Nursing Shortage= Thousands of Unemployed New Grads? - page 2
Hi Everyone, I'm starting nursing school in April. On this site, I've seen many of you complain about not being able to find work after having graduated. This scares me, especially since I live in CA. I know that there's a... Read More
- 3Jan 13, '13 by yourstrulyjmcAll I can say is, if nursing is your dream, don't let this stop you!! If I could go back in time, I would have striven to get higher grades so that I could graduate with honors, and I would've tried to join nurse leadership organizations while in school, like Sigma Theta Tau. I would've applied to receive nursing awards, and I would've networked a bit better and stayed in contact with my professors & clinical instructors (who can help you find a job in a lot of cases!). Try to get into a Nurse Residency Program or an Internship in the specialty you enjoy too...
I've been looking for a job for 8 months now, but I won't give up. I would never regret going to school for nursing, because I truly could not see myself doing anything else. I live in Long Island, NY, and the market is pretty tough and competitive around here -- NY Metro area in general. There are at least 20 hospitals within a 50 mile radius of where I live (that I've applied to I don't even know how many times now!). It really does seem so hopeless now, but hope is all I can cling to until I get my 1st RN job. I just look at this as a struggle or a challenge that I'll overcome at some point. One day, someone will be willing to give me the elusive, capitalized, bold faced: EXPERIENCE (that I see on mostly all the online job postings -- "EXPERIENCED RN'S ONLY" ).
I might go back for my Master's sooner than I had planned. I wanted to gain some real world patient experience as a nurse first, but I'm learning the lesson that things don't always go as planned, and you either let it depress and hinder you, or you rise above it and go with the flow/see where life takes you. I love this quote by Carl Sagan and it helps me feel better about this situation:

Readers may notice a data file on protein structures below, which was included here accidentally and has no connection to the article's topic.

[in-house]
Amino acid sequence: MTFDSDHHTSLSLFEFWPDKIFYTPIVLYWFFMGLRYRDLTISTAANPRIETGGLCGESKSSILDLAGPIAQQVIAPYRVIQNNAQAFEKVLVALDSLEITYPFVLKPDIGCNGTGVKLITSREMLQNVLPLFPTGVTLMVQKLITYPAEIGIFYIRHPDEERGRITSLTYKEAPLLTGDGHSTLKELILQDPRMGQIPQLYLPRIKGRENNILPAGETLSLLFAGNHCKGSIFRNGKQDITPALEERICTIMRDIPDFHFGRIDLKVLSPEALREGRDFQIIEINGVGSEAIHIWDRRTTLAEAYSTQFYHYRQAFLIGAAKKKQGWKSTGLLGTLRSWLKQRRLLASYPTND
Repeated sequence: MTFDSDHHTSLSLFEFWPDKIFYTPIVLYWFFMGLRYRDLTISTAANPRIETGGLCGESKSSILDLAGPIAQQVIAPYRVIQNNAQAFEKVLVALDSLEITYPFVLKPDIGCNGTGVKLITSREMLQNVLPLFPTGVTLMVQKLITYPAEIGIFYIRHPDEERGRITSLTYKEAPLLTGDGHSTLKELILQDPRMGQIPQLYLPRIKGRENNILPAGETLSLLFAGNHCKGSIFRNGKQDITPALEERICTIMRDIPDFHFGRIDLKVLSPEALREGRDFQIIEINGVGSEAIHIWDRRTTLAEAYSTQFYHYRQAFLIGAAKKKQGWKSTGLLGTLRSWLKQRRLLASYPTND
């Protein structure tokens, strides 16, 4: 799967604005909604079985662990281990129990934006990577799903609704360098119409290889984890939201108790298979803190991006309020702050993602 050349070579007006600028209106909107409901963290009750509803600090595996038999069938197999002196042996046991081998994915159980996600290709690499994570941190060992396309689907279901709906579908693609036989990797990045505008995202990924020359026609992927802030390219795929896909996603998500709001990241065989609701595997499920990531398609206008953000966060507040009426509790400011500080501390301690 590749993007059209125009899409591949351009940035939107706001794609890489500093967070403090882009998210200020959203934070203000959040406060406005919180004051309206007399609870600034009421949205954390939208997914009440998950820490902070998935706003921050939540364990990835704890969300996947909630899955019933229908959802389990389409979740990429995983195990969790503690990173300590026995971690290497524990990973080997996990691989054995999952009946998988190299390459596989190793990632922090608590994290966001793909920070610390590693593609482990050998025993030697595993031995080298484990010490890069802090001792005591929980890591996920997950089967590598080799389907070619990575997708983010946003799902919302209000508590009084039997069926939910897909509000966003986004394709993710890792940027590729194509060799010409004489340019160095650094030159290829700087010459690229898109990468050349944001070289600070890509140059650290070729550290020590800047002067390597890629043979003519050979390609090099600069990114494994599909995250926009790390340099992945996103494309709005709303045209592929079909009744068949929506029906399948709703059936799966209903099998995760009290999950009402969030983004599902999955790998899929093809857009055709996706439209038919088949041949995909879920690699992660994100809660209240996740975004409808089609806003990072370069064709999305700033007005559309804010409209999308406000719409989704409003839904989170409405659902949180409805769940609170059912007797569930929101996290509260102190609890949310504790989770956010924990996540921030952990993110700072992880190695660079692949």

“I don't know where I'm going, but I'm on my way.”Last edit by yourstrulyjmc on Jan 13, '13
- 0Jan 13, '13 by RNtobeinSoCalnew grad salary in the 70s or 80K? try 50-60K. I make 60K if i work a 40hr week, take home pay is 36-39K after taxes, health benefits, etc. This is one of the higher starting salaries for nurses in NJ/NYC area and among my fellow new grads (many of whom are still looking for work a year after graduation).
try faxing surgi-centers- they are much more new grad friendly, although they tend to start you out as per diem. still, it's experience.
in retrospect, i would have gotten a CNA certificate first & done that during nursing school. anyone without that faced MUCH more difficult struggles.
still, this would not have kept me from nursing school. glad i did it.
- 8Jan 13, '13 by Esme12, BSN, RN Senior ModeratorQuote from WinterlingThere is no shortage right now. It may come back....but I don't think it will ever be what it once was. This thread I think will be of interest to you....http://allnurses.com/first-year-afte...584546.....and this thread.......http://allnurses.com/general-nursing...ge-752411.html as well as this one that a CNN reporter has joined with allnurses and is writing an article about this very thing.....http://allnurses.com/first-year-afte...es-807138.htmlIt was all over the internet and everyone was talking about it. I read articles saying that it was the best profession to go into because you can find a job anywhere.. I was hoping to set myself apart by specializing, but I guess that's what everyone is doing. Anyway, this is not good news for me. Thanks for your post.
Edit: I wanted to add this:
"Demand for Nurses